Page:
Cases Aimed at Reducing Greenhouse Gas Emissions
ANNAPOLIS - Maryland Attorney General Douglas F. Gansler today applauded two Supreme Court decisions issued today in which state and environmental petitioners prevailed in two important air pollution casesone involving EPAs authority to regulate greenhouse gas emissions from motor vehicles, and the other involving the appropriate emissions test for determining when modifications to existing power plants and other industrial facilities trigger a requirement to install state-of-the-art pollution control equipment affecting greenhouse gas emissions. In the first case, Massachusetts v. EPA, the United States Supreme Court rejected EPAs arguments that it does not have the authority to regulate greenhouse gas emissions, and that even if it did have the authority, it had properly refused to exercise its authority. In a 5 to 4 decision, the Court ruled that the Clean Air Act clearly authorizes regulation of greenhouse gas emissions and that EPAs determination not to regulate such emissions was based on impermissible considerations under the Clean Air Act.
In the second near unanimous decision, Environmental Defense v. Duke Energy, the Supreme Court reversed the 4th Circuit Court of Appeals decision and held that upgrades or other modifications to existing power plants or other industrial facilities are subject to Clean Air Act permit provisions requiring installation of best available control technology when the modifications result in annual emissions increases, regardless of whether there is an hourly emission rate increase. The court rejected the Fourth Circuit Courts view that the permit requirement applies only if the modification results in an hourly increase in emissions. Maryland applies an annual emissions test, which subjects more upgrades to the permit requirements, and thus, is more protective of health and the environment.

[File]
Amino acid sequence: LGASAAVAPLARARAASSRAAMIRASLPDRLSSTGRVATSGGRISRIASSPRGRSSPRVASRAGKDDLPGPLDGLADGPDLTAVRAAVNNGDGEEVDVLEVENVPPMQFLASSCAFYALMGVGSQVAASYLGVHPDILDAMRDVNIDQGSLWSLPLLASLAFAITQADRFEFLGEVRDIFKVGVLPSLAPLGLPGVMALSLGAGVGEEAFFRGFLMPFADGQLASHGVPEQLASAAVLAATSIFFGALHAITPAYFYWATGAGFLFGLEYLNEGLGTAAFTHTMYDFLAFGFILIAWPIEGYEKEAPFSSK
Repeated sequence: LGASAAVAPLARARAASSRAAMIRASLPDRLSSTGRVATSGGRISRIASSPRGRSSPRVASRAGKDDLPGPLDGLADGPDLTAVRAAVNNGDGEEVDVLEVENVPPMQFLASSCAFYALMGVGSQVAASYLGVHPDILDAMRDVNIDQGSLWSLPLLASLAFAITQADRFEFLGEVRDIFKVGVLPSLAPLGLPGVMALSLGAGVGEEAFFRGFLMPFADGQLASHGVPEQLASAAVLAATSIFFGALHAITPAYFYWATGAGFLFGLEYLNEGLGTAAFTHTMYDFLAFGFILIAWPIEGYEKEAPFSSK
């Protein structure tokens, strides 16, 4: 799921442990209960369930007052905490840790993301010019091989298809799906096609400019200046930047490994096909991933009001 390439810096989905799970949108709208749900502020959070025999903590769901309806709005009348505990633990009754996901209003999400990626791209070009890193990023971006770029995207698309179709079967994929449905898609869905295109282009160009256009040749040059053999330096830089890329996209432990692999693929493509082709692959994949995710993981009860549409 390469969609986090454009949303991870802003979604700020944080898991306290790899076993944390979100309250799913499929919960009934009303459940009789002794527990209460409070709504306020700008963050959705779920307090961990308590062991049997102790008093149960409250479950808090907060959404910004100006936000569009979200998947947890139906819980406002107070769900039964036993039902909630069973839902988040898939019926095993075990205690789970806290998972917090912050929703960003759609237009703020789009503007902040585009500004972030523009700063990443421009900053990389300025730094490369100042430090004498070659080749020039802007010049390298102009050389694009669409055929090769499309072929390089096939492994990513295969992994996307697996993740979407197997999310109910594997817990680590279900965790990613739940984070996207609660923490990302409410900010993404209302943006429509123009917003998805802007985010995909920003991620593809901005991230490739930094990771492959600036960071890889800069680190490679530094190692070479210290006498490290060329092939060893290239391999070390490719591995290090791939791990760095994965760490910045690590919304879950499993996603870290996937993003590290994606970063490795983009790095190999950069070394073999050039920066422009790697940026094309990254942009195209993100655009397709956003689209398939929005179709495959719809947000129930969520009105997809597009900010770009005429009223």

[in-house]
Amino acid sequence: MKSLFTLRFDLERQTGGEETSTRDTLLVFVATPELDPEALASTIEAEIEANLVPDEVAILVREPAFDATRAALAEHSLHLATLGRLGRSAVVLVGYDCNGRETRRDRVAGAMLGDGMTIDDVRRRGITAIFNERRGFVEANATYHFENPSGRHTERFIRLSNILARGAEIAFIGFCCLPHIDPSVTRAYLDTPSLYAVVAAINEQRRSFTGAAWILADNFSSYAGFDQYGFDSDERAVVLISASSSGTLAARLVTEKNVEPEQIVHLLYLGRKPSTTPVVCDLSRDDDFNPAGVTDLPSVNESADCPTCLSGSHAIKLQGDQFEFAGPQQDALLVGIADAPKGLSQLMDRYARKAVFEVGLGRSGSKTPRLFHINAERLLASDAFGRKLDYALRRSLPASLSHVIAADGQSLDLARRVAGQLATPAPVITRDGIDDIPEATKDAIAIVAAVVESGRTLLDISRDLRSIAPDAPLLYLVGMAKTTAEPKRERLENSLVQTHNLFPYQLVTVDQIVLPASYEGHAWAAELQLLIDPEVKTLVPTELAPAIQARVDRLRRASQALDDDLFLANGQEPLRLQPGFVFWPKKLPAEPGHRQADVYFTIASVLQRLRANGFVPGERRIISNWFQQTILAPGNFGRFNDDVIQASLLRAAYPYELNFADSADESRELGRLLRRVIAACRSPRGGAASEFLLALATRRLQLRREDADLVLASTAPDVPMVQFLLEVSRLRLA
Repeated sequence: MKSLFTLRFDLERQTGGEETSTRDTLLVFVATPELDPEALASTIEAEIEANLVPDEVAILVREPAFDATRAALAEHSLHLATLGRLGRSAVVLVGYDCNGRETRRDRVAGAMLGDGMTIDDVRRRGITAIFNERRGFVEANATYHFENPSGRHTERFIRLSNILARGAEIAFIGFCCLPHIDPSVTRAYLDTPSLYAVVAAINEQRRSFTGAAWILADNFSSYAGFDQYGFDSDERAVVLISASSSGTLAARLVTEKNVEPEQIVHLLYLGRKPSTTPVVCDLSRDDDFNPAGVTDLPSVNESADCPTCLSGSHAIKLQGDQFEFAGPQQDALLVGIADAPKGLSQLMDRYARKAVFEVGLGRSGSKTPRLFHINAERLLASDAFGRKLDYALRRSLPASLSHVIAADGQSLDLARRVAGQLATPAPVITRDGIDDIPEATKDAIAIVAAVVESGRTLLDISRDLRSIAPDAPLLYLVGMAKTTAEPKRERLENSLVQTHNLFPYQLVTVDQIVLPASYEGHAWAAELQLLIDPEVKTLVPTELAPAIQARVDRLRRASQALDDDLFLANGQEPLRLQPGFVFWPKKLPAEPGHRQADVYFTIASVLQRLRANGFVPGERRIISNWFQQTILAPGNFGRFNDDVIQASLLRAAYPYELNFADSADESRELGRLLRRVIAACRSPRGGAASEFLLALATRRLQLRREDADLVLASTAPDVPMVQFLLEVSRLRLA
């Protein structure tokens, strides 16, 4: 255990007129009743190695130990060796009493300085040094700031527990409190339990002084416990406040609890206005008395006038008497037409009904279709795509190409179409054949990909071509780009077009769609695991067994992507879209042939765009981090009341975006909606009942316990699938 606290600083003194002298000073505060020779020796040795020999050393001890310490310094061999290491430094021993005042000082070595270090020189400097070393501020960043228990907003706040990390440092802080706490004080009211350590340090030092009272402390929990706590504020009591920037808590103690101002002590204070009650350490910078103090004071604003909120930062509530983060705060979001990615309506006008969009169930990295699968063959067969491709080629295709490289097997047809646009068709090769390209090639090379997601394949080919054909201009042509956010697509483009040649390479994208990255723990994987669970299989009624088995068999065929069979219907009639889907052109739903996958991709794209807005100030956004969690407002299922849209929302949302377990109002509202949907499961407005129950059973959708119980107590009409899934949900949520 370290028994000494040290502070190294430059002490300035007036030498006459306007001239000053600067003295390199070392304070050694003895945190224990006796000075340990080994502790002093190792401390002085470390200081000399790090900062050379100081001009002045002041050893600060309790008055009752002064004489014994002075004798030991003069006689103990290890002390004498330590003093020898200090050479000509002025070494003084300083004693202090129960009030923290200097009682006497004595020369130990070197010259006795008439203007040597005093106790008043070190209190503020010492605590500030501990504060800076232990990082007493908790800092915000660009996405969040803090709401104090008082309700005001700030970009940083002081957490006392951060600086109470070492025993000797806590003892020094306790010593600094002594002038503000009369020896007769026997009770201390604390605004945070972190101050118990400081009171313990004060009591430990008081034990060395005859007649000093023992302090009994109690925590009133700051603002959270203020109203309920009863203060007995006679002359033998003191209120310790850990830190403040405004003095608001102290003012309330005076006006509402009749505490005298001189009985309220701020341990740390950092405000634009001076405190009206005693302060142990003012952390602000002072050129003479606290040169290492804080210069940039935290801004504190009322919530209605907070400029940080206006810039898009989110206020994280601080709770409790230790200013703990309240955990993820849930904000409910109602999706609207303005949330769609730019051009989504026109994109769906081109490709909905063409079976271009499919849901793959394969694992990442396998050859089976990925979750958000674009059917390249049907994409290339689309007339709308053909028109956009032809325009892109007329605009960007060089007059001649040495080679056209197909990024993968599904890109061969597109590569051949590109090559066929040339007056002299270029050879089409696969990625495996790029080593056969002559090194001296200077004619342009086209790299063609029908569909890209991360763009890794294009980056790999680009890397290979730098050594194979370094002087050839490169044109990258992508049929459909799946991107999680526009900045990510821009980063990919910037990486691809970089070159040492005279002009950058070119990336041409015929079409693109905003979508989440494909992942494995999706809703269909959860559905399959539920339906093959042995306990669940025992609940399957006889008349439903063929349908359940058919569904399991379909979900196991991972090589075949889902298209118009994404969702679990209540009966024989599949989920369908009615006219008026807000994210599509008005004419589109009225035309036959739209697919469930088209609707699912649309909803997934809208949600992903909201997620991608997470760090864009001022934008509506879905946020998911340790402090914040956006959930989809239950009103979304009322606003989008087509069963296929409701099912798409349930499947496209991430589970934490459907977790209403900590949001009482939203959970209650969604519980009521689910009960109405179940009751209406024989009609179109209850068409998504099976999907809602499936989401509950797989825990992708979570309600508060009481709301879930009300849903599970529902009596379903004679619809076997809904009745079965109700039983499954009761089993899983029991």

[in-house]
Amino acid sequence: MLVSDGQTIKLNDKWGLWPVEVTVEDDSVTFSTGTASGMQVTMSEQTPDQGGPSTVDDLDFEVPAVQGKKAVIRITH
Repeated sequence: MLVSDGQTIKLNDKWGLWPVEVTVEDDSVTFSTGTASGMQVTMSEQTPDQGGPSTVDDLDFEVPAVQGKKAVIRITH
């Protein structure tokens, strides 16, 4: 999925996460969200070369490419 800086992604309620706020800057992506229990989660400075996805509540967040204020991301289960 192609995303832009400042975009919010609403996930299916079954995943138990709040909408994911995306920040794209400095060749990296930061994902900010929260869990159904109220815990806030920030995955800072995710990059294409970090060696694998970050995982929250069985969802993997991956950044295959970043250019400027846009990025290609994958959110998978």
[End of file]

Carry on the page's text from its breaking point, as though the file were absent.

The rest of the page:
Todays Supreme Court decisions are an important victory for the states, said Attorney General Gansler. For years, states have taken the lead in enforcing environmental laws in the absence of a strong federal partner. We strongly encourage the EPA to do its job and regulate greenhouse gas emissions from automobiles and require utilities to install state-of-the-art pollution controls.
Maryland participated as an amicus along with other states in support of the state and environmental petitioners.